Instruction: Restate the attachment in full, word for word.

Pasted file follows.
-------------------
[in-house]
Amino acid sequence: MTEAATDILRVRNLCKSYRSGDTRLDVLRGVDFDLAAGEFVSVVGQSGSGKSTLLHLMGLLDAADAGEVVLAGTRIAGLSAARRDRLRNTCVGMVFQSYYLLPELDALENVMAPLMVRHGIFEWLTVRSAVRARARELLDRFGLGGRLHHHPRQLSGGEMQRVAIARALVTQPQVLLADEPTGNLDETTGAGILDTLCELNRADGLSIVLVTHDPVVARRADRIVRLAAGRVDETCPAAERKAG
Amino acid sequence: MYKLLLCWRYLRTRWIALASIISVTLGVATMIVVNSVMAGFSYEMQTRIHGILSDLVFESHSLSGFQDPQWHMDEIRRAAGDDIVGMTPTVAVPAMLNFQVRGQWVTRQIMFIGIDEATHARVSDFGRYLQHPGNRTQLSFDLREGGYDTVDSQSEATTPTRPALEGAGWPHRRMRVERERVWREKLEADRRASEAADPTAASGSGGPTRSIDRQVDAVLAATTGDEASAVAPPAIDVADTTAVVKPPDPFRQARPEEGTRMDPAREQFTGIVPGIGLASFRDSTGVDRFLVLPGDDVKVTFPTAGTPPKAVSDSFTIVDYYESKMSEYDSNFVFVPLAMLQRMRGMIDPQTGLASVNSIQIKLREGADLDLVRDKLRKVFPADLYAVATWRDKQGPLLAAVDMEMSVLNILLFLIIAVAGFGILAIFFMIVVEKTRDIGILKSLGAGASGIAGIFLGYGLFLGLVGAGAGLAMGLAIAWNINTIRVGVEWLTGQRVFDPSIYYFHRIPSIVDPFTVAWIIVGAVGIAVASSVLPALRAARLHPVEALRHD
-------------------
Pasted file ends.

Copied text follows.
[in-house]
Amino acid sequence: MTEAATDILRVRNLCKSYRSGDTRLDVLRGVDFDLAAGEFVSVVGQSGSGKSTLLHLMGLLDAADAGEVVLAGTRIAGLSAARRDRLRNTCVGMVFQSYYLLPELDALENVMAPLMVRHGIFEWLTVRSAVRARARELLDRFGLGGRLHHHPRQLSGGEMQRVAIARALVTQPQVLLADEPTGNLDETTGAGILDTLCELNRADGLSIVLVTHDPVVARRADRIVRLAAGRVDETCPAAERKAG
Amino acid sequence: MYKLLLCWRYLRTRWIALASIISVTLGVATMIVVNSVMAGFSYEMQTRIHGILSDLVFESHSLSGFQDPQWHMDEIRRAAGDDIVGMTPTVAVPAMLNFQVRGQWVTRQIMFIGIDEATHARVSDFGRYLQHPGNRTQLSFDLREGGYDTVDSQSEATTPTRPALEGAGWPHRRMRVERERVWREKLEADRRASEAADPTAASGSGGPTRSIDRQVDAVLAATTGDEASAVAPPAIDVADTTAVVKPPDPFRQARPEEGTRMDPAREQFTGIVPGIGLASFRDSTGVDRFLVLPGDDVKVTFPTAGTPPKAVSDSFTIVDYYESKMSEYDSNFVFVPLAMLQRMRGMIDPQTGLASVNSIQIKLREGADLDLVRDKLRKVFPADLYAVATWRDKQGPLLAAVDMEMSVLNILLFLIIAVAGFGILAIFFMIVVEKTRDIGILKSLGAGASGIAGIFLGYGLFLGLVGAGAGLAMGLAIAWNINTIRVGVEWLTGQRVFDPSIYYFHRIPSIVDPFTVAWIIVGAVGIAVASSVLPALRAARLHPVEALRHD